To summarize, what has been argued thus far is that the search for a “center” to biblical theology is, at least, a pastoral concern. It is rooted in the desire to communicate to the church the whole counsel of God for their profit and benefit. It should seek to hold plot, theme, and responsibility inseparably together, and thus it resembles a version of multi-perspectival approaches. Both tend toward hierarchy, and both must fend off criticisms of reductionism. And while no biblical center has been proposed that is fully satisfactory for a decisive majority, nevertheless, both the Bible and the history of its interpretation demonstrate centering tendencies. This suggests, therefore, that we are justified in continued attempts to tease out from Scripture a centering structure and a centering substance, a summarizing plot and a summarizing purpose, a particular theater in which particular themes are emphasized. All the while we must acknowledge that identifying themes and theaters to emphasize involves engaging both Scripture and the world. That is, the particular themes we choose to highlight are intimately related to the purposes and agendas that we seek to address.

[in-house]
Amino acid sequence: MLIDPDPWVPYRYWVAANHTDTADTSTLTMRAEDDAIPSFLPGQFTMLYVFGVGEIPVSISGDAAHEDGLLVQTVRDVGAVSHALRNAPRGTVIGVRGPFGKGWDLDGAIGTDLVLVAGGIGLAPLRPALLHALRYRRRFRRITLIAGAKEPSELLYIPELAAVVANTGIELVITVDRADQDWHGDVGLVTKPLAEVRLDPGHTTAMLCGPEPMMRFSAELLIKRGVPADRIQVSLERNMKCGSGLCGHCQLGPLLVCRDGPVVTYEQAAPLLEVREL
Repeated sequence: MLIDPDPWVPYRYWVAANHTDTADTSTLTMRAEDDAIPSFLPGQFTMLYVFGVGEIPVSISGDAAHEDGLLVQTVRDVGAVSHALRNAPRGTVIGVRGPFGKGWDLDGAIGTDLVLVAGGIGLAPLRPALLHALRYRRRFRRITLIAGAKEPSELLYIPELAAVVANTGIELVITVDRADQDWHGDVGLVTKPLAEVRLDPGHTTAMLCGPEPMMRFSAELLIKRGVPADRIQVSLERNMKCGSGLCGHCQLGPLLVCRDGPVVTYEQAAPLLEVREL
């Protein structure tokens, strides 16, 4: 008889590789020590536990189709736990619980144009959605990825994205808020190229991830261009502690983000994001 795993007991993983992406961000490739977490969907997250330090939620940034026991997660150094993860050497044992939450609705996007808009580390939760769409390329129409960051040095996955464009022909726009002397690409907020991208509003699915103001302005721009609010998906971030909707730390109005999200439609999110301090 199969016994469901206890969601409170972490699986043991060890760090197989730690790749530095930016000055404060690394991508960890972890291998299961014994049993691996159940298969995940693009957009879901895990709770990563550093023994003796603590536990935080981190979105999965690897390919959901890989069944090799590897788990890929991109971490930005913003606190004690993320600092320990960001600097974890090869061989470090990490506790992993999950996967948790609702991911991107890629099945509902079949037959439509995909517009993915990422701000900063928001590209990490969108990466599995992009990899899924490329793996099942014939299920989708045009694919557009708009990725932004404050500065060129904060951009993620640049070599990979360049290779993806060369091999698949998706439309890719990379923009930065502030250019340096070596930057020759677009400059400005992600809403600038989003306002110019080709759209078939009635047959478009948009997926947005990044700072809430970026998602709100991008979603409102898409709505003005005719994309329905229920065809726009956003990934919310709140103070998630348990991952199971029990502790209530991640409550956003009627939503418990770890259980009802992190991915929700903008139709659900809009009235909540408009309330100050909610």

To return, then, to the opening purpose and agenda in which this particular essay has been situated: What constitutes the best way of summarizing the message of Scripture, indeed “the whole counsel of God,” in the specific context of pastoral ministry? What basic, general hermeneutical lens ought we to provide for the people of God? Perhaps we might suggest the following: The triune God is actively engaged in increasing (and incarnating) his presence among his people, a presence that entails for his people the responsibility of worship, in the fourfold story of creation, fall, redemption, and consummation. This proposal constitutes both a theme and a responsibility (which are variously and diversely represented in Scripture) and a plot (which aligns with the climactic moments of, and key transitional portions in, Scripture, and is recapitulated throughout). It seems integrally related to other major events and themes in Scripture. And it has the advantage of aligning well with other proposals of the central message of Scripture, both contemporary proposals50 and ones occurring in the broader history of interpretation.51 Regardless of whether, in the final analysis, such a proposal will be considered convincing or distinctive, hopefully some of the questions raised and suggestions made here will be useful in advancing our ability to minister the Word of God and the gospel of Jesus Christ to the church and the world.